Unless you have been living under six feet of dirt for the last few years, you have likely noticed that the hottest horror rage lately has been zombies. From movies like World War Z, to shows like The Walking Dead, to books like Pride and Prejudice and Zombies, nearly every media outlet has been invaded by zombie culture. Indeed, even many preppers and survivalists legitimately view a zombie apocalypse as a possibility… to the extent that they are actively preparing for it.
It might be easy to dismiss this fringe culture as a bunch of wackos, but what if they are right? Could a zombie apocalypse actually happen? Could we, one day, face an army of mindless flesh eaters?
Let’s just say… it’s not impossible.
In terms of the “classic” zombie, there is no real evidence that it could happen. While we continue to learn new things about the human body every day, science has given us no real proof that, once dead, you can rise from the dead and seek to continue existence on a steady diet of brains.
That said, the behaviors exhibited by zombies could, in fact, happen if the right (or perhaps wrong) parts of the brain were affected, which points us in the direction of viruses. Let’s take a look at what would need to happen to turn cousin Zoey into cousin Zombie.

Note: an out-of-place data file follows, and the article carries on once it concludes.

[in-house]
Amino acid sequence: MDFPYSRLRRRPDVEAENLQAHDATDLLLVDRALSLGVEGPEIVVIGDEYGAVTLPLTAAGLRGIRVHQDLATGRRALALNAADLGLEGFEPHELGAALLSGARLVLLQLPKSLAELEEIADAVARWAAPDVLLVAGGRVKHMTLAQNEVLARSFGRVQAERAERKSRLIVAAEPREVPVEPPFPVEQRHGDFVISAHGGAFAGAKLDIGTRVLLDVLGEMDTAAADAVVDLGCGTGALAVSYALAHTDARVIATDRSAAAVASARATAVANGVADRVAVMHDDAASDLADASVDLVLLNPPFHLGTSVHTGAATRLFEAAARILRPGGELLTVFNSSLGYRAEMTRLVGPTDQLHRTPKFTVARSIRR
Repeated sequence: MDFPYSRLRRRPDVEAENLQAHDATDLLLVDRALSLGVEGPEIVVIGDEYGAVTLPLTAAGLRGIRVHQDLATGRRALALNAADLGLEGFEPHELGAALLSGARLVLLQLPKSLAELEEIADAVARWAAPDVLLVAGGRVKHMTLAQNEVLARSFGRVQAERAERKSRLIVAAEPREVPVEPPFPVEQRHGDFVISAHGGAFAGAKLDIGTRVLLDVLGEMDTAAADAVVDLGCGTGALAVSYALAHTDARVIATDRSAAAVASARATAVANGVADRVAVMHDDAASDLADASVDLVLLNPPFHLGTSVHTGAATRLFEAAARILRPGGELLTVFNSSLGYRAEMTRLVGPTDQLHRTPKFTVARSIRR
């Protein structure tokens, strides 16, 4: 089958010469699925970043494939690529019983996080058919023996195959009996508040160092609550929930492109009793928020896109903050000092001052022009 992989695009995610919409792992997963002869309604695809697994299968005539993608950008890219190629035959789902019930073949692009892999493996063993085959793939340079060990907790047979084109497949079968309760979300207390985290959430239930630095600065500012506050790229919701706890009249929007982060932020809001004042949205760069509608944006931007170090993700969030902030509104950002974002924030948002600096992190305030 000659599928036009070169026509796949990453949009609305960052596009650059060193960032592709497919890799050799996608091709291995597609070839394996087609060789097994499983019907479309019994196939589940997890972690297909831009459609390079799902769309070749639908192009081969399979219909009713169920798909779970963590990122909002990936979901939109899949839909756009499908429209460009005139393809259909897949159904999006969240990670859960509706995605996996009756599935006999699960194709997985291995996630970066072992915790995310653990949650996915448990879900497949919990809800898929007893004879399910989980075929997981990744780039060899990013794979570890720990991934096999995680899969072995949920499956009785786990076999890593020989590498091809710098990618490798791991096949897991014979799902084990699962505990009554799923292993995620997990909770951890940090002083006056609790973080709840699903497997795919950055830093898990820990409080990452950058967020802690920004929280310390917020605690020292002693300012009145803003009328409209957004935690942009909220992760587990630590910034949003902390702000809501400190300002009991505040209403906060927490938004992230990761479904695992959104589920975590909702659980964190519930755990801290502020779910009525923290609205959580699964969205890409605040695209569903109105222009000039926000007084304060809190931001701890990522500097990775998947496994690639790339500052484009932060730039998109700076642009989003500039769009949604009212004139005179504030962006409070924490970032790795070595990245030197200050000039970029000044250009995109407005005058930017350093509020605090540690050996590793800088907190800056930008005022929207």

First, for one to start exhibiting zombie-like behaviors, something—like a virus—would have to affect certain parts of the brain, while simultaneously leaving other parts of the brain untouched. Humans can pick up viruses in a number of different ways, such as through contact with the mouth, blood, or through the nose. Once inside the body, some viruses, such as rabies, travel your nervous system to get to the part of the body where they have the greatest impact. In the case of rabies, for instance, you could be bitten on the leg by an animal with rabies, but feel no real effects until it travels your neural pathways to your brain.
The parts of your brain that would have to be compromised in order for you to begin exhibiting zombie-like behaviors include:
What do all of these parts of the brain have in common? They are all instantly accessible via the olfactory system (i.e., your nose).
Essentially, if a certain virus, which can simply be breathed in through your nose, compromised these three parts of the brain, you would be left with an insatiable appetite, no self-control, high levels of aggression, and an inability to even recognize family or friends. In short, not the guy you want to invite to your Halloween party.
So, while the traditional view of zombies is highly unlikely, a different version triggered by a particular type of virus could, in theory, actually happen.
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